According to the website of the Ministry of Economic Development and Trade of Ukraine, as of 1January, 2018 there are 182 PPP projects that being implemented at the present time. Of those projects, 157 are concession arrangements, 24 projects are joint activity agreements and 1 project is implemented exactly in the form of a public-private partnership contract. According to the same website, the most popular sector for PPP projects in Ukraine is waste treatment, where 116 projects are being implemented. Other sectors include the collection, purification and distribution of water (39 projects); production, transportation and supply of heat (10 projects); construction and exploitation of roads, railways, bridges and other transport infrastructure facilities (7 projects); production, distribution and supply of electricity (2 projects); exploration for and production of minerals (1 project); and others (3 projects).

The above numbers prove that this type of cooperation is rather common in Ukrainian realities and sufficiently regulated by current Ukrainian legislation (even though some improvements are necessary to revitalise PPPs). Nevertheless, some economic sectors (e.g. transport infrastructure, energy, particularly renewables, exploration of minerals, etc.) still lack investment and there are only a few PPP projects that are implemented in these spheres. In addition, 114 out of all projects are implemented in the territory of Poltava Region, which, arguably, demonstrates that some regional authorities are more open to PPPs than others. And this is what needs to be changed.

PPPs in Renewable Energy Sector

The Energy Strategy of Ukraine until 2030 sets the development of renewable energy sources as a priority for increasing national energy security. In addition, advanced potential of renewables in Ukraine is a significant factor in countering global climate change in general and strengthening the overall state of energy security in Europe.

The use of PPP mechanisms in the alternative energy sector is a significant decision, whose implementation could turn to experience of other countries that managed to successfully put public-private partnerships into action in this area.  One such example can be the UAE and Saudi Arabia, which mobilised its private sector expertise and international capital in long-term partnerships between the public and private sectors to deliver large scale renewable energy projects, particularly in the field of solar energy. The last three utility scale renewable PPP projects tendered in the UAE are based on photovoltaic solar technology. Highly competitive PPP procurements have become available due to the following features: well-structured risk allocation between public and private sectors; highly efficient and transparent procurement processes; the use of well-proven technology, etc. These are the features that need to be adopted by Ukraine for effective implementation of alternative energy PPP projects. They should also be taken into consideration during the ongoing debate about optimization of  renewable energy incentive schemes, including introduction of auctions in the future.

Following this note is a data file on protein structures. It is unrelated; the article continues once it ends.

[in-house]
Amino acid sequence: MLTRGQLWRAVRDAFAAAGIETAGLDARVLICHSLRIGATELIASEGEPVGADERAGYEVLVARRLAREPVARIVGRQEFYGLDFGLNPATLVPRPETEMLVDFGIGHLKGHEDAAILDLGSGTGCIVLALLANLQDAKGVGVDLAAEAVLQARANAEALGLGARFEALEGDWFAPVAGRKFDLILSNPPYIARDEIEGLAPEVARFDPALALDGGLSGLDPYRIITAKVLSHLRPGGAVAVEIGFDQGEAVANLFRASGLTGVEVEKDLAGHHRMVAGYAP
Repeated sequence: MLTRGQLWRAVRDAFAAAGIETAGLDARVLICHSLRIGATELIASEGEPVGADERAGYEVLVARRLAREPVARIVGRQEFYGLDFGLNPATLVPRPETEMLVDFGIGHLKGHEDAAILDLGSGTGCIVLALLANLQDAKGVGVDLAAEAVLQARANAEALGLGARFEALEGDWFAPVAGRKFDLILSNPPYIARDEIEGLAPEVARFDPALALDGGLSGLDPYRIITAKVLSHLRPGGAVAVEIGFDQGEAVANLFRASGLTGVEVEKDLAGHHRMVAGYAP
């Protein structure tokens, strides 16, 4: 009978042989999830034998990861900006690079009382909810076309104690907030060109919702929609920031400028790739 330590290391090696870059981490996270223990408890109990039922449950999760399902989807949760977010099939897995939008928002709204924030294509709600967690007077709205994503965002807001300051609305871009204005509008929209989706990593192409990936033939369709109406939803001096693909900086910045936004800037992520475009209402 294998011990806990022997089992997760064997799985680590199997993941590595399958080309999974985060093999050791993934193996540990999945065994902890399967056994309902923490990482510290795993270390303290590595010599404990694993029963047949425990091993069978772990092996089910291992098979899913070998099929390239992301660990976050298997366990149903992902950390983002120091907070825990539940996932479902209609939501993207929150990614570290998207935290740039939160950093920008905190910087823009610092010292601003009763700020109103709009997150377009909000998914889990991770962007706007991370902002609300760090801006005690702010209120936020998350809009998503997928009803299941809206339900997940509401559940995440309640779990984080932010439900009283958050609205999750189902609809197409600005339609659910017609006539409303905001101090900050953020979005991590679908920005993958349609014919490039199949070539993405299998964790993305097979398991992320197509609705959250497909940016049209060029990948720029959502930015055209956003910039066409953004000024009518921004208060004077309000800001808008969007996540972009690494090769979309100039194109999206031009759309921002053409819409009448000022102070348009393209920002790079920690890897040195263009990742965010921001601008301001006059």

There are some examples of successful PPPs in the renewables sector in Ukraine. In 2015, through  funding received from the United States Agency for International Development (USAID), biofuel heating was introduced in Malyn, a town in Zhytomyr Region. This project showed that energy independence at municipal level is possible in Ukraine and, according to official sources, it provided for significant cost savings, stable supply of heating and better local business climate. It has also become a role model for other PPPs in this sector.

There is also a positive tendency in simplifying the process of finding investors and creating PPPs: an interactive map of renewable energy projects that need investment has recently been introduced by the State Agency for Energy Efficiency and the Ukrainian Agency for Investment and Sustainable Development and can be found at www.uamap.org.ua.

Blank Spaces and How They Can be Filled

Even though PPS are reasonably well regulated by Ukrainian law, there are still some issues that remain unresolved. Among them are: involvement of mainly Ukrainian companies in projects and leaving behind the possibility of using the advanced technologies of foreign investors; lack of skilled personnel that could prepare project documentation; undefined priority sectors for implementation of PPPs; lack of trust between private and public sectors, etc. In order to resolve these issues, it is important to develop a clearer regulatory framework, mainly, providing for harmonization of legislation regulating concessions with the Law of Ukraine On State and Private Partnership; to improve and simplify the rules on access to land for private investors, introduce a single government authority that would deal with investment issues and ensure strategic planning of economic growth in Ukraine in general. It is also important to resolve the policy issue of balancing between privatization and PPPs (e.g. concessions) as many large Ukrainian businesses tend to prefer the former over the latter. Taking the above steps and resolving the mentioned issues will allow for more successful PPPs projects in Ukraine.


PPP is a win-win method of doing business in Ukraine as it provides the possibility for public authorities and private investors to achieve common goals in an effective, accelerated and simple way. To make PPPs more efficient it is important to introduce a clearer regulatory framework, priorities and goals and take steps in their implementation and using the experience of other countries who are leaders in the field.